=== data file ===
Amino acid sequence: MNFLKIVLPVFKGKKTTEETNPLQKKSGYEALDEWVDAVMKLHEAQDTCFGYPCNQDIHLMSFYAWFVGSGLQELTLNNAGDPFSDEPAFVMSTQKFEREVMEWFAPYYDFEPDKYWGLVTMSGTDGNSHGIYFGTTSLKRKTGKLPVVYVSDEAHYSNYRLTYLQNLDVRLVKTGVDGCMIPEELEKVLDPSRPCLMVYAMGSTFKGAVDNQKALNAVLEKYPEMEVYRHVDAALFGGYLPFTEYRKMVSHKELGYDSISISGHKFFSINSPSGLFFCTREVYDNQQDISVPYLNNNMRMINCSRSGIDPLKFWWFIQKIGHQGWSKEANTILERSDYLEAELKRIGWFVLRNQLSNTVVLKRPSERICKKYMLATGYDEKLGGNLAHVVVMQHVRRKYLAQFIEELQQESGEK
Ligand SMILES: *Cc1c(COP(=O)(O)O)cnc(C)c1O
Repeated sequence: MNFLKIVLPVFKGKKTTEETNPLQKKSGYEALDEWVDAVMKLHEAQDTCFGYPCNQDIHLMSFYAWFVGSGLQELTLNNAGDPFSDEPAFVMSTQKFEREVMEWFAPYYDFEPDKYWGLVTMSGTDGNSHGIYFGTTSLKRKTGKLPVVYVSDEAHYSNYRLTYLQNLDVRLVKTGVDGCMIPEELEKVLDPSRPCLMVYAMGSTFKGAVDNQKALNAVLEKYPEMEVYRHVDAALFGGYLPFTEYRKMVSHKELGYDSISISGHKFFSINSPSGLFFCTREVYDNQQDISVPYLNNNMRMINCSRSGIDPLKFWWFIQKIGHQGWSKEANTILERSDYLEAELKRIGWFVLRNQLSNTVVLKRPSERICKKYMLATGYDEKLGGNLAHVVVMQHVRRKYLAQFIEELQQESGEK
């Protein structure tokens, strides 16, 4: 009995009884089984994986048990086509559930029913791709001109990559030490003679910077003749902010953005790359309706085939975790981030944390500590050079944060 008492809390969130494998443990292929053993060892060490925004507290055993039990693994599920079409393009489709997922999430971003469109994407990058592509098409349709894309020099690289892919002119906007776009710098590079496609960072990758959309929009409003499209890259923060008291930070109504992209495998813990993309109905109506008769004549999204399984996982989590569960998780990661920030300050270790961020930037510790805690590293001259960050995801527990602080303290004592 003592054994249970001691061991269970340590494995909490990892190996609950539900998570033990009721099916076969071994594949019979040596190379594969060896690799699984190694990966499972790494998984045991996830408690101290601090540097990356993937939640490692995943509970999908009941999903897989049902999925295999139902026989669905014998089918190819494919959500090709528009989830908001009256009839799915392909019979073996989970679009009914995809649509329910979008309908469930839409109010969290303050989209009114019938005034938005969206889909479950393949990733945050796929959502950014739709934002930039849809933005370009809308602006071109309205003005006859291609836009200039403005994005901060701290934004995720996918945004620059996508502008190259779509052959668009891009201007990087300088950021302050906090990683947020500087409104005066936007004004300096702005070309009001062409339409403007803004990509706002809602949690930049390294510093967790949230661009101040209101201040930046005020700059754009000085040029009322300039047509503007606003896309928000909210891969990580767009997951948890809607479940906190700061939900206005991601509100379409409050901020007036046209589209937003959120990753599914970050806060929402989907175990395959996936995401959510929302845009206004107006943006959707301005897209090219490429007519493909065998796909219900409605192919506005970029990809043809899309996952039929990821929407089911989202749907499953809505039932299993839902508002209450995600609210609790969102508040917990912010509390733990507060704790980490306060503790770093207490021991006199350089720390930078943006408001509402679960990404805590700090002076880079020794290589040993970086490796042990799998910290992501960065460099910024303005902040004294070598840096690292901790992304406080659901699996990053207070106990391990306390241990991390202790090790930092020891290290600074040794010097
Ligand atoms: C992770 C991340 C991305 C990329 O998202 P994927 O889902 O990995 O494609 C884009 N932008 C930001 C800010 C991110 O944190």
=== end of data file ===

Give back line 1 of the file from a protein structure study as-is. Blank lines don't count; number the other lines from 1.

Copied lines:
Amino acid sequence: MNFLKIVLPVFKGKKTTEETNPLQKKSGYEALDEWVDAVMKLHEAQDTCFGYPCNQDIHLMSFYAWFVGSGLQELTLNNAGDPFSDEPAFVMSTQKFEREVMEWFAPYYDFEPDKYWGLVTMSGTDGNSHGIYFGTTSLKRKTGKLPVVYVSDEAHYSNYRLTYLQNLDVRLVKTGVDGCMIPEELEKVLDPSRPCLMVYAMGSTFKGAVDNQKALNAVLEKYPEMEVYRHVDAALFGGYLPFTEYRKMVSHKELGYDSISISGHKFFSINSPSGLFFCTREVYDNQQDISVPYLNNNMRMINCSRSGIDPLKFWWFIQKIGHQGWSKEANTILERSDYLEAELKRIGWFVLRNQLSNTVVLKRPSERICKKYMLATGYDEKLGGNLAHVVVMQHVRRKYLAQFIEELQQESGEK